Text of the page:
The Shanghai Cooperation Organization (SCO) was formed as an extension of the Shanghai Five. The Shanghai Five was formed on 26 April 1996 with China, Russia, Kyrgyzstan, Kazakhstan and Tajikistan. With the inclusion of Uzbekistan SCO was formed on 15 June 2001 in Shanghai, China. Later India and Pakistan also joined as full-time members on 9 June 2017. It is a Eurasian economic, political and security alliance. It meets once a year, takes decisions and adopts guidelines on all the matters of the organization. Regular military exercises are held among the member countries for combating terrorism and to maintain regional peace and stability. In terms of geographical coverage, it is the largest organization and covers nearly half of the world’s population. The Council of Heads is the top decision-making body i.e. the Council of Presidents of all the member countries.
- Cooperation on Security:
- It is one of the major binding heads. It is concerned with the security of its members from terrorism, extremism and separatism.
- In 2004, the ‘Regional Anti-Terrorism Structure‘ (RATS) was formed. It is a very efficient organ of SCO and is engaged in furthering cooperation between member states against terrorism, security, drug trafficking and cyber warfare.
- In 2007, the SCO signed an agreement with the Collective Security Treaty Organization (CSTO) to enhance its security against various threats.
- China and Russia have been conducting large scale military exercises since 2005 under the auspices of the SCO. Other countries excluding India and Pakistan joined them in 2010. India participated in these military exercises for the first time in 2018.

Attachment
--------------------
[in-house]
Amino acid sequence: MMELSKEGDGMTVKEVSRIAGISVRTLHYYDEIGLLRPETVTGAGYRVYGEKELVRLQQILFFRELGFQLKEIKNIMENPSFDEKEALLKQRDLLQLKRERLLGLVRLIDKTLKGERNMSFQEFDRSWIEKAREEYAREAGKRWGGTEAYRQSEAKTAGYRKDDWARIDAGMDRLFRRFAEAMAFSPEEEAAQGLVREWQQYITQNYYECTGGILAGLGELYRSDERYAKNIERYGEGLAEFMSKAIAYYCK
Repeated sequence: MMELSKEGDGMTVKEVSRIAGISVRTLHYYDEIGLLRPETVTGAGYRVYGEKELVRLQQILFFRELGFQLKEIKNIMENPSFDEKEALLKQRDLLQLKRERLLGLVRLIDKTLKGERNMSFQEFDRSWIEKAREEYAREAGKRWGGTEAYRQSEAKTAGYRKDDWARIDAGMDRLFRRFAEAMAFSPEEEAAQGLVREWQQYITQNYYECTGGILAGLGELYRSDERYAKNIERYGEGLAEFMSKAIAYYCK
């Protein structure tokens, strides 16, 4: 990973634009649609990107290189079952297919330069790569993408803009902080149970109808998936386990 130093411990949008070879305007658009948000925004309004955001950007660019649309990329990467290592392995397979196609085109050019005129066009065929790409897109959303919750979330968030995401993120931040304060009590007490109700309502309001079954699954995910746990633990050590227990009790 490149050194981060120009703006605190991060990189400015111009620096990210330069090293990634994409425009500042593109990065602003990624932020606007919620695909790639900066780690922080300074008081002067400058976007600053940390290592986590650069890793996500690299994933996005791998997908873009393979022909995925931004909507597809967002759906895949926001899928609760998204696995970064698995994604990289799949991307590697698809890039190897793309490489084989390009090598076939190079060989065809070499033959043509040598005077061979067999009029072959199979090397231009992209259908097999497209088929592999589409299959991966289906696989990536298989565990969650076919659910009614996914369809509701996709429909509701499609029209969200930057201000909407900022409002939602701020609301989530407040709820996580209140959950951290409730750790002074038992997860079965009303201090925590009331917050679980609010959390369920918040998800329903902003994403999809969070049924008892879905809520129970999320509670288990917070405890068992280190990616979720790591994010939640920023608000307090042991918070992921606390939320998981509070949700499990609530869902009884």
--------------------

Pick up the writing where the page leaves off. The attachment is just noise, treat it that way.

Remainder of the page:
- Economic Cooperation:
- A Framework Agreement to enhance economic cooperation was signed by the SCO member states in 2003. In the same meeting, China proposed a long term objective of establishing a Free Trade Area in the SCO.
- The SCO also encourages joint energy projects, explorations of new hydrocarbon reserves.
- In 2005 SCO Interbank Consortium was also formed to fund future joint projects and provide financial support to the member nations. All the member countries area part of SCO IBC except India.
- Strategic and Political Aspects:
- In 2005, the USA applied for observer status in the SCO but was rejected. Both Russia and China though not directly but are an antithesis to the USA, and with this organization, they are counterbalancing the activities of the USA and NATO in central Asia.
- In 2005 with the unrest in Afghanistan and Iraq and the USA’s indefinite involvement in them, it was also expected that there will be USA’s presence in its bases at Uzbekistan and Kyrgyzstan. And hence the SCO requested the US to set a clear deadline for withdrawing its troops from the SCO member states. Soon afterwards, Uzbekistan asked the USA to leave from its K2 base, which the USA vacated in six months.
- In 2005 Russian foreign minister addressed the SCO members. The major crux of his address was that the SCO countries are powerful and responsible enough to take care of central Asia and the western countries should not interfere in these matters.
Like many other groups, the SCO also tends to address the same issues. For India, SCO provides a platform where it can maintain its close relations with its all-weather friend Russia, enhance negotiations with China on the persisting border disputes, address the countries about Pakistan’s support to terrorism, and bring all the countries to the agreement of zero tolerance against terrorism. The enhanced relations with the central Asian countries can result in stronger influence, connectivity in the regions of Afghanistan. India should make the best use of the opportunities provided by this group to enhance investments, technology for alternative energy resources and combating terrorism.
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